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Second Quarter Markets Review


In an effort to stimulate the economy, the Federal Reserve has implemented five distinct quantitative easing programs since 2008. The Fed’s present pace of decreasing asset purchases will end by the middle of this fall. This will allow the economic recovery to progress through the maturing growth stage that favors sectors such as energy, materials, industrials and electronic technology. The Sit growth funds emphasize these sectors.

Despite mixed news on the economy, June was primarily a "risk-on" month for stocks. Investors continue to be less risk averse, viewing the Fed’s quantitative easing as a safety net for both the economy and financial markets. This low level of risk aversion has caused investors to remain focused on lower quality companies because of the perceived safety net.

Domestic equities had a strong month and quarter through June 30th. Stocks with lower quality ratings continued to lead performance in June, the quarter, year-to-date and longer periods.

We are becoming more concerned that Europe’s economic growth may be stalling, as recent economic data has been mixed. Indicators suggest that Japan’s economy is finding its footing and appears to be weathering the consumption tax hike that went into effect in early April. Thanks to a series of growth stabilization measures introduced in China in early April, along with improving external demand, there appears to be a stabilization of economic growth.

Fixed Income

We expect the Fed’s asset purchases, which have artificially held interest rates down, to end entirely late this year and cause interest rates to rise. As such, our strategies underweight U.S. Treasury bonds and overweight securities that minimize (or benefit from) the negative effects of rising rates, while emphasizing a yield advantage relative to the benchmark. We think the unusually high level of market complacency and potential volatility in GDP reports will provide tactical trading opportunities in the coming months.

Continued reductions in the Fed's asset purchase program (QE) and weak economic growth alleviated inflation fears, causing longer-dated U.S. Treasury yields to fall modestly. The Barclays Aggregate Bond Index return for the quarter was +2.0%. Corporate bonds were the best performing sector, primarily due to their longer duration and increased demand as investors continued to search for yield. Mortgage-backed securities were the next best performing sector, as declining purchases by the Federal Reserve was offset by a low level of issuance thus far this year.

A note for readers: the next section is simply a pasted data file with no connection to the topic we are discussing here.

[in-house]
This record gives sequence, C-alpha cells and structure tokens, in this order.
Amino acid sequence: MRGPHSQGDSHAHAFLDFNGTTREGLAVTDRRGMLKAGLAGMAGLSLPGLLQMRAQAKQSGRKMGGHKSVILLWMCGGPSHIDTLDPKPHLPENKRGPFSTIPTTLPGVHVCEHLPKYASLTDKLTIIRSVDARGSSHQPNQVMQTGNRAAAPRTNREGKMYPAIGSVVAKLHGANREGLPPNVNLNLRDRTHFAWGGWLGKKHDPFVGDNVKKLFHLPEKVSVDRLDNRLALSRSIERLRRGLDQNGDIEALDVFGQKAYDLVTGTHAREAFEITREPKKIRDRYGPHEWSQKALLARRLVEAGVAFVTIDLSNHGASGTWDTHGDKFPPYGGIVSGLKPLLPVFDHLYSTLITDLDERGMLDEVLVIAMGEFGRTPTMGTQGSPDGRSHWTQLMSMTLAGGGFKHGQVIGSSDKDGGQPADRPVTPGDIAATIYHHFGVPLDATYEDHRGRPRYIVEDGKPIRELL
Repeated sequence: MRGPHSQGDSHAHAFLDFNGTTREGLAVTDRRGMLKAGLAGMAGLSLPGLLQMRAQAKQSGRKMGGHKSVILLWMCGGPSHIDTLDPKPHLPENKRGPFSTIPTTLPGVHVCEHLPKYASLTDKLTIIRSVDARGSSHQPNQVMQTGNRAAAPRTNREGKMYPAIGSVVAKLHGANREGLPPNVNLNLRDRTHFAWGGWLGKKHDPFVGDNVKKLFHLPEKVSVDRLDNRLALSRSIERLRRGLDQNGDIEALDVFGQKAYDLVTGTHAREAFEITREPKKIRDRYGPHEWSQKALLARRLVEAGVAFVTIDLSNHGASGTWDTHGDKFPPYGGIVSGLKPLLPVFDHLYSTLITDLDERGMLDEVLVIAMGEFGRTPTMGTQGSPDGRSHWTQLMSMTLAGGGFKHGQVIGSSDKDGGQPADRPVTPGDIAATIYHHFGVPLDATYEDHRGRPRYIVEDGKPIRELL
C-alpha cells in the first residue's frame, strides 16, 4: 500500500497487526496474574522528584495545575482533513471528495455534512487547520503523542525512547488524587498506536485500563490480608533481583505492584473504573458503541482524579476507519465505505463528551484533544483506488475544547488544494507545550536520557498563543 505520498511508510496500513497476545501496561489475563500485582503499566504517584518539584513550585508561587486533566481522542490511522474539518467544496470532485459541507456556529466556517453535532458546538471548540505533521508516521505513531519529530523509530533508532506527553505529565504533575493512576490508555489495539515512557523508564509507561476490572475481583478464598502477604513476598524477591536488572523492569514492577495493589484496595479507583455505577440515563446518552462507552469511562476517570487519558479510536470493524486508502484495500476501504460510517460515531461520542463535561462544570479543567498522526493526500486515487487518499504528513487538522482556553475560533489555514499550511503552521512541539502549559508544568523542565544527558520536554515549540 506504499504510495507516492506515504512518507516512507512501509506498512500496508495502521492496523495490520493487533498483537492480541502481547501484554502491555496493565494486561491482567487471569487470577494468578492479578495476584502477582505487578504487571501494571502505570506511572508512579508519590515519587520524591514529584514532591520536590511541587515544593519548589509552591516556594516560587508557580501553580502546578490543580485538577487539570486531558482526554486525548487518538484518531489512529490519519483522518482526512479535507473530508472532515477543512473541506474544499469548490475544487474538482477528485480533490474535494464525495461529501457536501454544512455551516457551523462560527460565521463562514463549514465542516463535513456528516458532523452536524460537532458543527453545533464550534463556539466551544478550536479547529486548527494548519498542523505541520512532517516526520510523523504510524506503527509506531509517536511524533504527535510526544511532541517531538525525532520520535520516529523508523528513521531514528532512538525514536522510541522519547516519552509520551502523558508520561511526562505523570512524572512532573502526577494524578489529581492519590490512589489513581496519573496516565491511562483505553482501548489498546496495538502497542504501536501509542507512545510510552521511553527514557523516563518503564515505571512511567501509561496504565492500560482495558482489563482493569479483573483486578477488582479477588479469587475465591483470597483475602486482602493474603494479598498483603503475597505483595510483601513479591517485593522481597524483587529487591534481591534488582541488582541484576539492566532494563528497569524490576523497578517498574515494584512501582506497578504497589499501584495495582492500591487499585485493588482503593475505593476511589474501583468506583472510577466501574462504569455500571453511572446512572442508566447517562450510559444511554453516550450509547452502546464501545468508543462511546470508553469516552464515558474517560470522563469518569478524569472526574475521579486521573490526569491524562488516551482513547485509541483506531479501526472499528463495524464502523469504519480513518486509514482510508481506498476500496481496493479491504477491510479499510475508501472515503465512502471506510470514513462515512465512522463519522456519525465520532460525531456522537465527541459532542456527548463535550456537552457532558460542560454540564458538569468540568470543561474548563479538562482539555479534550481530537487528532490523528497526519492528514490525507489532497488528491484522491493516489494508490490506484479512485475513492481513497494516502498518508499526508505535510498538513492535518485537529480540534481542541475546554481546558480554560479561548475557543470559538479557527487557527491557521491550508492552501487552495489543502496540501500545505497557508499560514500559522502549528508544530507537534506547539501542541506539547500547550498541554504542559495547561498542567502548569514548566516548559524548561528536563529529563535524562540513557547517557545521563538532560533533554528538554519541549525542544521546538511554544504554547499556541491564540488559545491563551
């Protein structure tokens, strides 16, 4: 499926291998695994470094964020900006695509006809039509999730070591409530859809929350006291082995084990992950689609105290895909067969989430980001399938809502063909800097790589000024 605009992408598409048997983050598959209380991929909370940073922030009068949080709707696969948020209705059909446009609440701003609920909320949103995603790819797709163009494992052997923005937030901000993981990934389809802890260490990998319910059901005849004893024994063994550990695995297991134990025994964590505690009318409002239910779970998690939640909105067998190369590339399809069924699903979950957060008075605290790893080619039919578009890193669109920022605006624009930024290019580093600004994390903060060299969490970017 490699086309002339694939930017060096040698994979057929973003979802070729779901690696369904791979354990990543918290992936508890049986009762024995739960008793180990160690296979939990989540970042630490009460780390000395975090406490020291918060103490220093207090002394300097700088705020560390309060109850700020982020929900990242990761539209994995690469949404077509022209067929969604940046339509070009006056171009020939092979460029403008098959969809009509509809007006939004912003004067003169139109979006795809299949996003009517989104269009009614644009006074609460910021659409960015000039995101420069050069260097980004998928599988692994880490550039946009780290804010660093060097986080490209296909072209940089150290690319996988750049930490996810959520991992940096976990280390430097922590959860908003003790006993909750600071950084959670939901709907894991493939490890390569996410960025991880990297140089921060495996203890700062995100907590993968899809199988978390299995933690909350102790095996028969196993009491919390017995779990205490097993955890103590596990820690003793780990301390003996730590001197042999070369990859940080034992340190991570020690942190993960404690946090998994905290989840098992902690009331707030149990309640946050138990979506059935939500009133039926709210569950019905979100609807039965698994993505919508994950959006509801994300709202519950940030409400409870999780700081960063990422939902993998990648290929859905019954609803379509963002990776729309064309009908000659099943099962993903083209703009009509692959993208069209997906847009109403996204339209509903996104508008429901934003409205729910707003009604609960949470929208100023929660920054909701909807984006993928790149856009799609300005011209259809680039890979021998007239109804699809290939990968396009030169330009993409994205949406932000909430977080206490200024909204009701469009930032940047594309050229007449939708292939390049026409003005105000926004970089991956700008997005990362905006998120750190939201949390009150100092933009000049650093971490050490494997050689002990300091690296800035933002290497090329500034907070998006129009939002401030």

Despite the slight rise in June, tax-exempt yields ended the quarter lower across the yield curve. Lower than average bond issuance volume, combined with demand from reinvestment and modestly positive funds flows, continued to be the main driver of performance for tax-exempt bonds during the quarter. As supply of new issuance is expected to remain light, we believe that our longer-than-portfolio tax-free benchmark durations will be rewarded in the near term. Our tax-free strategy is to remain focused on securities that provide a high level of interest income, which is the primary source of returns over longer-term cycles. We also continue to look for security structures that provide added yield without additional credit risk.

Manage Risk With Asset Allocation

Asset allocation is a very important part of risk management within an investment portfolio. By investing in multiple asset classes, such as stocks, bonds, real estate, etc., that do not have closely correlated returns, investors can lower the variability of the returns that their portfolio experience over time. After an allocation method has been selected, periodically rebalancing the portfolio becomes an integral component to this process.

Through different allocation and diversification strategies, it may be possible to create portfolios with reduced risk (as measured by return variability) that can produce more consistent returns. For example, the S&P 500® Index, which is often used as a proxy for U.S. large cap stocks, fluctuated in annual returns from a low of -37.00% (2008) to a high of 26.47% (2009) for the five years ended December 31, 2012, while the Barclays U.S. Aggregate Bond Index, a proxy for the U.S. taxable bond market, only fluctuated between +4.22% (2012) and +7.84% (2011) over the same time period. During the calendar year of 2008, a portfolio comprised of holdings from both indices would have experienced a smaller decline than one made up entirely of the S&P 500 Index. In 2012, investing only in bonds (as defined by the Barclays U.S. Aggregate Bond Index) would have produced a positive return of 4.22%, but adding stocks to the equation would have increased the return on a portfolio for that year.

Asset Allocation

Read the full article "Manage Risk With Asset Allocations".

October 1, 2014

The Sit Mutual Funds are managed by Sit Investment Associates, Inc., which has been operating under the highest ethical and professional standards since it was founded in 1981 by Eugene C. Sit. We maintain an uncompromising commitment and adherence to our investment philosophy and style, while continually seeking ways to enhance our investment process.

Eugene Sit

Read about Sit Investment Associates & Sit Mutual Funds founder Eugene Sit.

Sit Mutual Funds Annual Shareholder Luncheon is October 27th

For additional information please visit the Annual Luncheon page.

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